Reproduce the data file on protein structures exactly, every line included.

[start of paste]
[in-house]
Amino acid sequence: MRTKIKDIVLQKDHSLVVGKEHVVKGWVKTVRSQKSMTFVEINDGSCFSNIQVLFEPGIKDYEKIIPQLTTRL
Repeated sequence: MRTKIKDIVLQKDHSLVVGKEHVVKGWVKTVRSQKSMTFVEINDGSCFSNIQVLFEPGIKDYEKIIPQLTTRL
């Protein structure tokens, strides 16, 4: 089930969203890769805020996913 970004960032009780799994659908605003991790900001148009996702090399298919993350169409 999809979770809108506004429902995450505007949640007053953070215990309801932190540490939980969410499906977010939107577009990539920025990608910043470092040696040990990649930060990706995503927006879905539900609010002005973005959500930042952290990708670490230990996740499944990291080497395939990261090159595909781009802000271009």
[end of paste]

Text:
[in-house]
Amino acid sequence: MRTKIKDIVLQKDHSLVVGKEHVVKGWVKTVRSQKSMTFVEINDGSCFSNIQVLFEPGIKDYEKIIPQLTTRL
Repeated sequence: MRTKIKDIVLQKDHSLVVGKEHVVKGWVKTVRSQKSMTFVEINDGSCFSNIQVLFEPGIKDYEKIIPQLTTRL
């Protein structure tokens, strides 16, 4: 089930969203890769805020996913 970004960032009780799994659908605003991790900001148009996702090399298919993350169409 999809979770809108506004429902995450505007949640007053953070215990309801932190540490939980969410499906977010939107577009990539920025990608910043470092040696040990990649930060990706995503927006879905539900609010002005973005959500930042952290990708670490230990996740499944990291080497395939990261090159595909781009802000271009």